KATHMANDU – Twelve-year-old Rosan Tamang slides back and forth in his wheelchair, his expression switching between joy and confusion. Sometimes a memory of the earthquake passes by, making his eyes glaze over with sorrow.
Tamang, with black spiky hair and the right side of his body in bandages, had collapsed under a pile of rubble that had been his house. Israeli doctors managed to perform a skin graft on the boy, using his leg to save his arm. But knowledge of his parents, brothers and sisters, is hazy at best. Snippets of unreliable information filter in.
Life in Kathmandu is still chaotic after the April 25 earthquake that killed an estimated 7,500 people, displaced hundreds of thousands, flattened whole villages and destroyed a cluster of centuries-old historic sites. The United Nations warns that eight million people across Nepal were affected by the 7.8-magnitude quake.
An Israeli paramedic hands Tamang an orange bottle of bubbles, which he blows excitedly, filling the roomy tent with iridescent globules. “Can’t I live here instead of going home?” Tamang asks. The doctors and nurses exchange glances. Even if he had wanted to, Tamang has no home to go to.
With remarkable speed and efficiency, the Israel Defense Forces set up the largest foreign-run field hospital in Kathmandu after the quake. A network of 18 olive green tents are organized on a sprawling open space next to the Nepalese Army’s expansive military hospital. The complex is home to over 260 Israeli personnel, where they deliver births, set broken bones and perform dozens of amputations (60, by last count).
A few tents from Tamang, a baby girl lays in an incubator. Born prematurely at 33 weeks, she already has a full head of black hair. As two Israeli nurses delicately adjust the diaper engulfing her tiny body, one cannot help but compare this scene to the country’s largest – and now, beleaguered – Paropakar maternity hospital, where newborns with complications were being treated in a battered and unheated van parked outside. Though formed of tents on a blanket of grass under a merciless sun, the IDF field hospital is remarkably adept. Its 122-member medical staff have treated 1,000 Nepalis since opening on April 29. The hospital boasts triage for children and adults, an operating room, an intensive-care unit, imaging, a high-tech lab, pediatrics, labor and delivery, and orthopedics.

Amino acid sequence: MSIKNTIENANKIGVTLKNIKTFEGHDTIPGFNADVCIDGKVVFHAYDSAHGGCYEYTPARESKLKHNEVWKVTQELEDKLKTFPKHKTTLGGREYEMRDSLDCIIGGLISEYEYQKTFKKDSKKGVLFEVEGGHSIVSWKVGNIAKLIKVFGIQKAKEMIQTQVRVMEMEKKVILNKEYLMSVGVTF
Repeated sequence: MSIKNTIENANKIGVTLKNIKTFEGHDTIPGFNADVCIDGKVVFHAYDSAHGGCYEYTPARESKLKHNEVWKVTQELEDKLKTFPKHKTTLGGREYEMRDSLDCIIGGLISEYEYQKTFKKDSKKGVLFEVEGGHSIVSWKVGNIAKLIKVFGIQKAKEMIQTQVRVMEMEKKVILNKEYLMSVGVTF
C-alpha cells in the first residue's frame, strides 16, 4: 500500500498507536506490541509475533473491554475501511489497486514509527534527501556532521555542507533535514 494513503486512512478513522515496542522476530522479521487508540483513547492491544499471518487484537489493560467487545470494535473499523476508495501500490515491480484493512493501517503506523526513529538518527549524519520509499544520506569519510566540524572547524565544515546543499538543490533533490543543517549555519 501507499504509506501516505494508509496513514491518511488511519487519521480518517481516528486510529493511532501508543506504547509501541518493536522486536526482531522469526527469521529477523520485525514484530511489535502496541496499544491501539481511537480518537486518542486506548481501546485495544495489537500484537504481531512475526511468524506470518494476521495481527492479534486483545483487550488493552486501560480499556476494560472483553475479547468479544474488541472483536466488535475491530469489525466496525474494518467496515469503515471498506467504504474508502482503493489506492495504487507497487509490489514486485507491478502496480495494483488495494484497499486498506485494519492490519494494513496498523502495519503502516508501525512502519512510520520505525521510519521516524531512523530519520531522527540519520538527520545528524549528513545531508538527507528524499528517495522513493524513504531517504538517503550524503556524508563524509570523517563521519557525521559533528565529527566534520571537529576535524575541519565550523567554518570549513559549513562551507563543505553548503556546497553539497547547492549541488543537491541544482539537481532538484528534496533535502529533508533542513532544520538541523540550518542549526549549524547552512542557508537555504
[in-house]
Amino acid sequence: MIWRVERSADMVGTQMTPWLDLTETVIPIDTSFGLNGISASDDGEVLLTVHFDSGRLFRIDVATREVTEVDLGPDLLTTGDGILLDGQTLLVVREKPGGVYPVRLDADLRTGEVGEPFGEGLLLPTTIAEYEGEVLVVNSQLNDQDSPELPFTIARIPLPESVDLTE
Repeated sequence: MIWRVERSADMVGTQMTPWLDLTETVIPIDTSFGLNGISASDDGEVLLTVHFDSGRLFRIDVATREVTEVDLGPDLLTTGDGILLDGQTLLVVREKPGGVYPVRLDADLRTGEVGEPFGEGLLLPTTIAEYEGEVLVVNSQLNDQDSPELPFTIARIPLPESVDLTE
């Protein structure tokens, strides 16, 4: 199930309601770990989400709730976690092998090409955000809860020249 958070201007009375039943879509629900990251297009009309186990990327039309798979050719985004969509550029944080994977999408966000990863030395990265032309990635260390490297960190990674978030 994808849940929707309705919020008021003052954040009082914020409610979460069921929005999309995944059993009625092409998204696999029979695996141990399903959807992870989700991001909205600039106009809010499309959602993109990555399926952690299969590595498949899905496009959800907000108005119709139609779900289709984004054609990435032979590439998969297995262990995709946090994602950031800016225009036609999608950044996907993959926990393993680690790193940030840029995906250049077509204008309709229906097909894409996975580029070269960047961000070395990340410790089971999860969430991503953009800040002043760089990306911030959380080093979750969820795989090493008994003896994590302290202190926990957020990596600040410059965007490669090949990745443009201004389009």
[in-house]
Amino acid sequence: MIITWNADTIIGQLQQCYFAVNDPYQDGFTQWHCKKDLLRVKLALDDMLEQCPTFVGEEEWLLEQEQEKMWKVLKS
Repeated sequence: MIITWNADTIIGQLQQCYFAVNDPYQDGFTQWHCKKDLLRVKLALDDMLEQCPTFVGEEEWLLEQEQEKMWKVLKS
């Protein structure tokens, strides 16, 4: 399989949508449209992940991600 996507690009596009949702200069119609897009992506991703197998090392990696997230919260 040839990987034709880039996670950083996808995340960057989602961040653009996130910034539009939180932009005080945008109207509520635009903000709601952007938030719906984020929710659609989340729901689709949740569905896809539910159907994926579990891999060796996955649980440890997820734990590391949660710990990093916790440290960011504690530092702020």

A clown from Dream Doctors entertains Nepali relatives of the injured at the IDF field hospital in Kathmandu. Amie Ferris-Rotman
“We have the experience, the know-how, the volunteers. That’s why we’re the biggest,” says Libby Weiss, the IDF’s spokesperson on the ground.
Touring the polyester labyrinth, it is easy to see the humanitarian scale of the earthquake. In one tent, Dr. Giora Weiser treats a 5-year-old boy with acute diarrhea in the hope he can prevent typhoid. In another, nurses are tightening the metal rods in a 40-year-old woman’s leg, making her shriek in pain. The emergency room is abuzz with shouting and stress as a team operates on a toddler. Wearing oversized lavender-colored medical scrubs, a boy who was pulled out of rubble after 120 hours sits perched on his bed, connected to an IV.